Since the Web 2.0 Expo, I’ve been particularly interested in a style of presentation that seems to be growing: the self-running slide presentation. By this I mean slides that work on their own without needing someone to talk them through.
Here’s a great example from Trisha Okubo, who runs the Omiru fashion blog:
[kml_flashembed movie="http://static.slideshare.net/swf/ssplayer2.swf?doc=bloggingforpersonalbranding-1208810249155677-8" width="425" height="355"/]
And another one from Simon Willison at Google Tech Talk on OpenID:
[kml_flashembed movie="http://static.slideshare.net/swf/ssplayer2.swf?doc=implications-of-openid-google-tech-talk163" width="425" height="355"/]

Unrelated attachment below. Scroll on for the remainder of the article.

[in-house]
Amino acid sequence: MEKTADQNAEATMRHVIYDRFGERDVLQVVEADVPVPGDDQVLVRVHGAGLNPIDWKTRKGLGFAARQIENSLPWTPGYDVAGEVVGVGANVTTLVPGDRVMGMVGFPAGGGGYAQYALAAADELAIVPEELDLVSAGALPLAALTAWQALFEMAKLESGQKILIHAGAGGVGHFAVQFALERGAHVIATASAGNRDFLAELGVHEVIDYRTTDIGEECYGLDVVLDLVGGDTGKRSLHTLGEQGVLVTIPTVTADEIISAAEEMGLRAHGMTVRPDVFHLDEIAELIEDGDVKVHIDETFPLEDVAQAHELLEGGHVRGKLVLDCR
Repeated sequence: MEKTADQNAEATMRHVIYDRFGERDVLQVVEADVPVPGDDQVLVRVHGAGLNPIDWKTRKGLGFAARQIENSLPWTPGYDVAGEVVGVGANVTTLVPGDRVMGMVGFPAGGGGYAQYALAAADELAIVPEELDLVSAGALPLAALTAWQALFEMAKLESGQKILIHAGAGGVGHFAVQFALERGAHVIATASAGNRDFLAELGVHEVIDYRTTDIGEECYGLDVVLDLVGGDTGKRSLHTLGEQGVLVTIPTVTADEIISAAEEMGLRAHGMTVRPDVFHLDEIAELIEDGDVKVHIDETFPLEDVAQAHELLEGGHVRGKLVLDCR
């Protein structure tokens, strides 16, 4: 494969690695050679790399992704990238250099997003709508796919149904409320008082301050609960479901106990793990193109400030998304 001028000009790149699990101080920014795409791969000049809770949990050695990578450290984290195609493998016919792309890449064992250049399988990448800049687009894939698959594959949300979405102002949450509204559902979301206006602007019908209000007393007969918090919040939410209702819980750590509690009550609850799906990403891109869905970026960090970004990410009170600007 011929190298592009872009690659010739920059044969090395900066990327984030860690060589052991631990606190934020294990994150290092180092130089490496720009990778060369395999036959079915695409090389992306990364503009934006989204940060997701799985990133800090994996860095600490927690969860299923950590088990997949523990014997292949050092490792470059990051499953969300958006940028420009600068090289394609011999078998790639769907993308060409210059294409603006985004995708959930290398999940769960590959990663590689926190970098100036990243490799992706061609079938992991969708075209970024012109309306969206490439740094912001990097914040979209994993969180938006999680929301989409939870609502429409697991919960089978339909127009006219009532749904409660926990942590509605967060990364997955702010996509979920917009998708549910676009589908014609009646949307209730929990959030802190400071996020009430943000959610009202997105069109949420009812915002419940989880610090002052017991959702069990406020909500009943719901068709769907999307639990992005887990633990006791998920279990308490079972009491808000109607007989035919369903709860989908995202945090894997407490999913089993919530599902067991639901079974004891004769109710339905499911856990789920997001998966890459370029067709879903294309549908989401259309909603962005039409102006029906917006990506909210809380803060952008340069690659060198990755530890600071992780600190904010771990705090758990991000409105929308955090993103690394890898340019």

- Slides can be read quickly (almost like a children’s book)
- You move at your own pace (unlike video)
- Quick and cheap to produce (unlike video)
- Can be indexed for search
- The text is short, declarative sentences
- Bullet points are banished
- Images add explanation and can be random Flickr-style
- You can typically read 100 slides in less than 3 minutes so the decks can be large (eg. more than 300 slides long)
This style of presentation seems particularly apt for cases where you have something to say, rather than when you want to demonstrate a process. OK, time to put my money where my mouth is and generate some of these.